Taylor Golding was originally interested in the University of Wisconsin-Eau Claire for its nursing program but will be graduating this spring with a major in political science and a psychology minor.
“I was top of my class in high school, and everyone expects you to be a doctor or a lawyer or something like that,” Golding says. However, when she tried to fit into that stereotype, she discovered an entirely different set of interests.
One of the main reasons Golding chose political science was through an experience in her first-year honors colloquium course. As part of the University Honors Program, Golding was able to take HNRS 129: Women of the Civil Rights Movement Travel Seminar her first semester on campus. The course explores the Civil Rights Movement in the United States and the women who helped shape that movement. It includes a trip to significant locations and allows students to learn directly from civil rights activists.
“Going on that trip really changed my view,” Golding says. “It was the first time I was exposed to a lot of that information.”
Learning the disturbing history of the Civil Rights Movement on the trip sparked her desire to make a change. “I remember leaving one of those museums feeling like I was going to throw up,” Golding says. She explains how after the trip, she wanted “to help create a more equitable country.”
With these new views, Golding says she initially wanted to go into educational policy because “the best way to improve anything is to have a more educated population.”
Although educational policy is not the career path she chose, the trip still had a major impact on her current career choice. “It led me to where I am currently even though that’s no longer the career path I want to pursue, it kind of pushed me in that direction,” Golding says.
As Golding found her passion for political science, she was able to connect it with one of her other passions, traveling and experiencing different cultures.
Golding studied abroad in Winchester, England. She explains that even though “it’s very similar in many aspects to the US, there’s so many differences.”
As a political science major, she’s really interested in policy and political attitudes.
She found it fascinating “seeing the difference in their political attitudes and the policy and how the entire country’s set up compared to ours.”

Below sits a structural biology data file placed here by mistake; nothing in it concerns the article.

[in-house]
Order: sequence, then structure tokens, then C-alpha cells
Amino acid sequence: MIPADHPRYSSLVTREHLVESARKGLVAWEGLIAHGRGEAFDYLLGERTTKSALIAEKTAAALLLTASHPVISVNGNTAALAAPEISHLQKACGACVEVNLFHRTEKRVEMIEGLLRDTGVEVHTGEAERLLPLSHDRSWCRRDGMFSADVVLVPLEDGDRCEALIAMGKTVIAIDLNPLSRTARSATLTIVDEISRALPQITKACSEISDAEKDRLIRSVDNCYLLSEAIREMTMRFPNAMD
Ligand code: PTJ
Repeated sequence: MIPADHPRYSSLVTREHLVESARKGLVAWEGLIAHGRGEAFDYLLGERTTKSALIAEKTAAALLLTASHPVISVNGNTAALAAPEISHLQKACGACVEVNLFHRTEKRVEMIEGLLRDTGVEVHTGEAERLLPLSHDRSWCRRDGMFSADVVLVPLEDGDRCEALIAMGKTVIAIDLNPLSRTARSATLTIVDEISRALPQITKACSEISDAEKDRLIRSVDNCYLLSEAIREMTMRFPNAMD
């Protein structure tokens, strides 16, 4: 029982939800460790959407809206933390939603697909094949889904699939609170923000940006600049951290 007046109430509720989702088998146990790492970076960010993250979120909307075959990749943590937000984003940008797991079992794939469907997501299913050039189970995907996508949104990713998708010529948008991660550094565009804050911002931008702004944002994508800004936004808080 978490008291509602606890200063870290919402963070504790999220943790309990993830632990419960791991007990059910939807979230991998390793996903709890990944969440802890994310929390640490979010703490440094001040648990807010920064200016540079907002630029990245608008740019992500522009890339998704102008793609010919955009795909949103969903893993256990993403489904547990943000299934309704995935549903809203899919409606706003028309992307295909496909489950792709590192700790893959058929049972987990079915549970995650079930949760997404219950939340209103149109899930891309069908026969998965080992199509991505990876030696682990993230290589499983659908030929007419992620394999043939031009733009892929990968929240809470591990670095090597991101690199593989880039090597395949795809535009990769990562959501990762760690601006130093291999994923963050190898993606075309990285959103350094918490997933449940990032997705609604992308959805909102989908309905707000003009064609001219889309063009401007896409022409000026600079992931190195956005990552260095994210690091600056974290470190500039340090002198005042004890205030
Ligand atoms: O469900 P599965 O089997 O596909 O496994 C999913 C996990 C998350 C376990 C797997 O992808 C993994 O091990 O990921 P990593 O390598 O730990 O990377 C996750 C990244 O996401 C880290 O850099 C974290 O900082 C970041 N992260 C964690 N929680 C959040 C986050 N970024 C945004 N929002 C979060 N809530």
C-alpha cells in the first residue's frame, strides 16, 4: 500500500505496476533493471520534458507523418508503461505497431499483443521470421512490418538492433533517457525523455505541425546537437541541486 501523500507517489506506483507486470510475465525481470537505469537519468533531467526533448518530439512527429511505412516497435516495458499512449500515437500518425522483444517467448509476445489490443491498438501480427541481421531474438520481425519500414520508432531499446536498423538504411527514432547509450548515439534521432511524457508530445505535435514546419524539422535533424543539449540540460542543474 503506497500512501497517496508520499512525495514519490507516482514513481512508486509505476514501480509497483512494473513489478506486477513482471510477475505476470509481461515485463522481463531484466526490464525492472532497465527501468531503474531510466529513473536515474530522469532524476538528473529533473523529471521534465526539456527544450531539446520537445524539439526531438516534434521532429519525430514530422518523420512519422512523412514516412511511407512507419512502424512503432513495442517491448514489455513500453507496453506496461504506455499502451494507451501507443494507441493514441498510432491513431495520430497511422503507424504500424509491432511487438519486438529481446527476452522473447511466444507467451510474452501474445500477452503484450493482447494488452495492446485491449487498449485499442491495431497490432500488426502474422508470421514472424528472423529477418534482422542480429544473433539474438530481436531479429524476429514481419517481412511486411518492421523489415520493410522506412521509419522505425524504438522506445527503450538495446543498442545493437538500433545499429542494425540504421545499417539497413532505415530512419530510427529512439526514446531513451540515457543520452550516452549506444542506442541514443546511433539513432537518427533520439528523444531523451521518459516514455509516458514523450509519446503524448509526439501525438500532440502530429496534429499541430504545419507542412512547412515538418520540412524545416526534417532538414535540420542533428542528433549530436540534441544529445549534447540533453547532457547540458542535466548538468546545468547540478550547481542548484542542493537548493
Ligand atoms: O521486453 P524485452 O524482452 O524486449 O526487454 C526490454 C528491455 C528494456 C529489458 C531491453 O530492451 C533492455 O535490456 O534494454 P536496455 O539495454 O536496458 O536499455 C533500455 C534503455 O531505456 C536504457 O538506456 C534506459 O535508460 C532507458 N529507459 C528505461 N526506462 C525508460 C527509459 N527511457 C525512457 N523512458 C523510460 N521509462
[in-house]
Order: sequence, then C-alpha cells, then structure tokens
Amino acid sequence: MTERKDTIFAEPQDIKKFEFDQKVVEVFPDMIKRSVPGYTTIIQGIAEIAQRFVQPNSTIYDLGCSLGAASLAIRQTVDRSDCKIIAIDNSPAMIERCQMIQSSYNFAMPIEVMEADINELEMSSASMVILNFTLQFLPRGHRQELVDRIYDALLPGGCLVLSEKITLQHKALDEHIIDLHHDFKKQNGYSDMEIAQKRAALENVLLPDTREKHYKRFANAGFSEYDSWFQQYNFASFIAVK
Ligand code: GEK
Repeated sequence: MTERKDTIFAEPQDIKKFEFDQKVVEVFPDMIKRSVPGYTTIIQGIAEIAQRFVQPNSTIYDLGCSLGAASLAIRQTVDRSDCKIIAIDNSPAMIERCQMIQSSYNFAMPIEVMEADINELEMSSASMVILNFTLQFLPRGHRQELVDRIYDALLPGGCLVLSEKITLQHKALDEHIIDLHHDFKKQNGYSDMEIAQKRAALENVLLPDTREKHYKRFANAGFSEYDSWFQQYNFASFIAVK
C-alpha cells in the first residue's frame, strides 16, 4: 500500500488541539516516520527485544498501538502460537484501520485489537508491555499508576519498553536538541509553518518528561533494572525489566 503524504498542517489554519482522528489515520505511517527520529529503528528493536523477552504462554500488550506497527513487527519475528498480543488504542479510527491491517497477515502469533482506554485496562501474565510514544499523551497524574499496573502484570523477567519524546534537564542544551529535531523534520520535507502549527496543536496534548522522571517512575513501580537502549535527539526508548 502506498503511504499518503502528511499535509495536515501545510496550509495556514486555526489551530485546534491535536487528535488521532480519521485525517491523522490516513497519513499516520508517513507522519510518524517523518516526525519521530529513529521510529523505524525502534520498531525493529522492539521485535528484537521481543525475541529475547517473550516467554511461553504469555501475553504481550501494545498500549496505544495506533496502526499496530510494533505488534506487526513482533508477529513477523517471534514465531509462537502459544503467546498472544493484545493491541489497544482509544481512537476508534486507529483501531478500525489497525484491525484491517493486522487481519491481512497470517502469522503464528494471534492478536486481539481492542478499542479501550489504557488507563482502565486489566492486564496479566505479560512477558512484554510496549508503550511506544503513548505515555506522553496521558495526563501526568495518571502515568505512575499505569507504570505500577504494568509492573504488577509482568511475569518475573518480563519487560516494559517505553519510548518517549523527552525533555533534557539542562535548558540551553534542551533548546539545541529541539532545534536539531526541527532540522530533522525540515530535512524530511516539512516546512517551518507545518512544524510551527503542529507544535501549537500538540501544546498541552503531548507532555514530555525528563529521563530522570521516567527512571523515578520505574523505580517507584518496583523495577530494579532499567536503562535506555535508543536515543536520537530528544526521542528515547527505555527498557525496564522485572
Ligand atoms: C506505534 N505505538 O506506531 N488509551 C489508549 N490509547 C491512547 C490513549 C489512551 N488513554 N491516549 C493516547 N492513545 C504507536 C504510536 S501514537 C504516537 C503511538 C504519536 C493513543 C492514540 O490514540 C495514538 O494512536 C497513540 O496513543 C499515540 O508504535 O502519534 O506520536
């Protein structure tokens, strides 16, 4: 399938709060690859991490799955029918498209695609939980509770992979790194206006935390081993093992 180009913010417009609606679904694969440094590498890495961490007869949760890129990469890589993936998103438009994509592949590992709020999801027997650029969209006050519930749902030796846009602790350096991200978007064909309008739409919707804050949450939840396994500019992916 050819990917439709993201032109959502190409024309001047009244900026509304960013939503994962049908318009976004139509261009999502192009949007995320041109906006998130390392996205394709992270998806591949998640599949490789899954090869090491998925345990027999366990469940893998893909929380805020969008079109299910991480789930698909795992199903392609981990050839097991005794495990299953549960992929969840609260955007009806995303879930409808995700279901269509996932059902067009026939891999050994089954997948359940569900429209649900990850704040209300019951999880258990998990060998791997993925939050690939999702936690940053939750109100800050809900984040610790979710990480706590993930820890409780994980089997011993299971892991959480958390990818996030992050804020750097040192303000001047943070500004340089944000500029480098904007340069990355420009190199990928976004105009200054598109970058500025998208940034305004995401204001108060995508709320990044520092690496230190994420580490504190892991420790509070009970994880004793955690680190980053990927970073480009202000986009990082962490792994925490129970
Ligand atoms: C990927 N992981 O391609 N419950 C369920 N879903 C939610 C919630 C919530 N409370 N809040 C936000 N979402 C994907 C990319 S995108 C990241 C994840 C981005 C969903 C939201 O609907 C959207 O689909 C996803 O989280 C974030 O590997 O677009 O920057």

The walkability and public transit abroad compared to the US really stood out to her. “We need to change so many things cause they’re so ahead of us,” Golding explains.
Reflecting on her study abroad experience, Golding says travel is “something now I really want to pursue in my career and my life going forward.”
In addition to studying abroad, Golding has been a Resident Assistant, an Honors Mentor, a member of the Blugold Marching Band for 4 years playing alto sax, as well as participated in other organizations.
Golding was able to do well academically even while participating in so many additional activities. Her academic achievements have been recognized as a member of the Honors Program.
“I really like the interdisciplinary aspect of Honors,” she says. Similarly, the part of her major she’s most interested in is political psychology, which in itself is interdisciplinary, she explains.
Another part of Honors Golding finds important is the ability to collaborate with people outside of your major.
“Being able to work with people you think differently than and have a different understanding and background than you is really important,” Golding says. “You’re able to meet other students in different areas and you’re able to network with different professors that you never would’ve met before.”
A bright future
As Golding plans the next part of her life, she explains, “I originally started everything being very career driven, and since studying abroad and reflecting back on my life in general, I’ve decided that that’s not necessarily the most top priority for me anymore.” She highlights that although her career is still very important to her, she says, “I’m kind of taking it as it comes.”
Immediately after graduation, Golding says she’s exploring the possibility of a working holiday visa in Ireland or New Zealand and is interested in seasonal work.
“I’m planning to go back to grad school to study public opinion in a couple of years after I have some more experience and some more cultural awareness from traveling,” Golding says.
She’s hoping to continue her travels and go to grad school in Europe. For now though, she plans to gain experience through travel, and take things one step at a time.